Better Buy: The Walt Disney Company vs. Coca-Cola

Image source: Coca-Cola.

When it comes to consumer-facing blue chips, it's hard to topDisney (NYSE: DIS) andCoca-Cola (NYSE: KO). The world's largest beverage company and the undisputed champ of family entertainment are killer brands.

They haven't necessarily been great investments this year, though. Shares of Coca-Cola are trading 3% lower year to date, and Disney stock is off by nearly 1% in 2016 through Thursday's close. Each well-known company has its present challenges. Coca-Cola is dealing with diminishing soda consumption trends. Disney is facing sluggish theme-park attendance and a decline in subscribers to its cable properties.

Thankfully for investors, both companies are making strong moves to make sure that they're not left on the outside looking in. Nobody wants to be a former blue chip.

Getting back into a good groove

Coca-Cola has been facing more than a decade of declining soft drink consumption, and that also includes consumers turning away from diet sodas. Coca-Cola has tried to diversify through acquisitions forOdwalla fruit juices, Fuze teas, ZICO coconut water, and Glaceau vitamin-fortified water. Internally it has also tried to innovate its way out of the negative trend. It has introduced more than 500 products this year alone.

Disney has battled cord cutters by striking deals to get ESPN, Disney Channel, and more of its growing catalog of movies and TV shows onto streaming platforms. It has also beefed up its arsenal of franchises through the acquisitions of Pixar, Marvel, and Lucasfilm. Disney has countered the flat theme park attendance by milking more money out of those going through its turnstiles in the form of price hikes and premium experiences.

Both companies are doing a good job of playing the macro cards that they've been dealt, but is it showing on financial statements? Coca-Cola's net revenue plunged 7% in its latest quarter. Foreign currency fluctuations, divestitures, and structural items weighed on its performance. Coca-Cola points out how organic revenue climbed 3%, and that it has now gained value share in thenonalcoholic ready-to-drink market for 37 consecutive quarters. It's still not where it needs to be, and Coca-Cola is targeting comparable earnings per share to decline by 4% to 7% for the entire year.

Disney is holding up better. It just capped off its fiscal 2016 year with revenue climbing 6% and earnings per share clocking in 17% higher. Wall Street expects more of the same in 2017. Analysts see Coca-Cola's revenue posting a double-digit decline. They see earnings per share rising to $1.99 from $1.91 in 2016, but that is still just less than it earned in 2015. Wall Street pros see Disney's top and bottom line rising just 4% in fiscal 2017, but it also had some of the biggest box office hits of the 2016 season that it's competing against in the year ahead.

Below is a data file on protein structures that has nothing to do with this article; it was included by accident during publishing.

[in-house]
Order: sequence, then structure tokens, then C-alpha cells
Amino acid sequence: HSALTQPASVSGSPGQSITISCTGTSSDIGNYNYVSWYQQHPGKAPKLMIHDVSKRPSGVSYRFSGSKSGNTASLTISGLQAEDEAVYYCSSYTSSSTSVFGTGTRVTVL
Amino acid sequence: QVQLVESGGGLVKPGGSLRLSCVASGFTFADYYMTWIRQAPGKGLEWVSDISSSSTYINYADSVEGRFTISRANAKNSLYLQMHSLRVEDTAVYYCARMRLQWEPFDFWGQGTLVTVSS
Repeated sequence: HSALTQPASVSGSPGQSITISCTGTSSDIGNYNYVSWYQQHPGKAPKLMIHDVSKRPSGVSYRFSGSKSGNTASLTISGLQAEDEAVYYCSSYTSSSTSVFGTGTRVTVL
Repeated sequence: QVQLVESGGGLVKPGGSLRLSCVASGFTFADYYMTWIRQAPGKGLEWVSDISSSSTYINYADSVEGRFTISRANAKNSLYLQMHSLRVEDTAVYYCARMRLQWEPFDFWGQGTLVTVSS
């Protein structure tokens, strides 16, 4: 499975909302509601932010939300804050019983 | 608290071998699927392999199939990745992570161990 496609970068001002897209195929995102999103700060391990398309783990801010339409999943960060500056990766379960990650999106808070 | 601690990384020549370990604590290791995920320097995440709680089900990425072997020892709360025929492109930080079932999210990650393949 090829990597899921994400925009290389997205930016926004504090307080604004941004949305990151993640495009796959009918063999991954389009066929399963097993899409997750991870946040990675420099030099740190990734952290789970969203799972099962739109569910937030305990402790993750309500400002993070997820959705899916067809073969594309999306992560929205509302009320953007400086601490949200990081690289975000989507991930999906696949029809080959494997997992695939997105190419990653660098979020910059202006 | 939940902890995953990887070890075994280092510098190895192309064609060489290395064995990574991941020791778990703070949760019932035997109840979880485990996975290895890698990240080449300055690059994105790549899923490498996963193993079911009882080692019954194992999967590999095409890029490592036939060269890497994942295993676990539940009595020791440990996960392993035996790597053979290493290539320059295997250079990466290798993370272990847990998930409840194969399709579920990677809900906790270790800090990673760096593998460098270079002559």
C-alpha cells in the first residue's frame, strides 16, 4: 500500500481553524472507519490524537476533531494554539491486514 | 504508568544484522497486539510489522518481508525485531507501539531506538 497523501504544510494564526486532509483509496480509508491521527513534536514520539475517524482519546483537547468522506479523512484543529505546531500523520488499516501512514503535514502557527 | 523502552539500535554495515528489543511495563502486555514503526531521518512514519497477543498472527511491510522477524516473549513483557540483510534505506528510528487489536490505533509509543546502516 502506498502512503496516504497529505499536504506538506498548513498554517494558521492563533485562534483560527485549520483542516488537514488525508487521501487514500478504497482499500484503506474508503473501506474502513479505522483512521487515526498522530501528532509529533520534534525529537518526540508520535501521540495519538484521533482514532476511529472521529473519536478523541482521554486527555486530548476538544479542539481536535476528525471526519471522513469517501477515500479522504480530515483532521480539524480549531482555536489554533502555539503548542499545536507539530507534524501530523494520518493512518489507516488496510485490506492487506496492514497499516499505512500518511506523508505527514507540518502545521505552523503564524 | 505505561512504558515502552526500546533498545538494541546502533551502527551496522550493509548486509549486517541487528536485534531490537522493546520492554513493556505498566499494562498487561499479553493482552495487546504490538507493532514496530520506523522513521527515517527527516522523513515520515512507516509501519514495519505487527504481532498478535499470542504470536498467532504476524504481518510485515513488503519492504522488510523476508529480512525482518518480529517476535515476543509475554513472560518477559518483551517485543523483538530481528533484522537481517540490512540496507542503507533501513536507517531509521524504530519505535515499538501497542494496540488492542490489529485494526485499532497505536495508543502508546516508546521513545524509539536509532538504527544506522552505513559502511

Down the stretch

Coca-Cola is growing slower than Disney, yet it's the one trading at the loftier earnings multiple. Disney stock is trading at 17 times fiscal year 2017's profit forecast. Coca-Cola's trading at a headier 21 times next year's projected earnings.

Disney isn't the runaway winner here. Coca-Cola's business should offer a smoother ride, as its product is less susceptible than Disney in an economic lull. There's also the matter of yield, where Coca-Cola at 3.3% is paying out more than twice as much as Disney with its 1.5% rate.

However, it's hard to not pick Disney in this fight. It's growing faster than Coca-Cola, and it's trading at a more reasonable valuation. Coca-Cola may satisfy the more risk-averse investor, but Disney's the one poised to keep delivering gains through the next few years.

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Rick Munarriz owns shares of Walt Disney. The Motley Fool owns shares of and recommends Walt Disney. The Motley Fool recommends Coca-Cola. Try any of our Foolish newsletter services free for 30 days. We Fools may not all hold the same opinions, but we all believe that considering a diverse range of insights makes us better investors. The Motley Fool has a disclosure policy.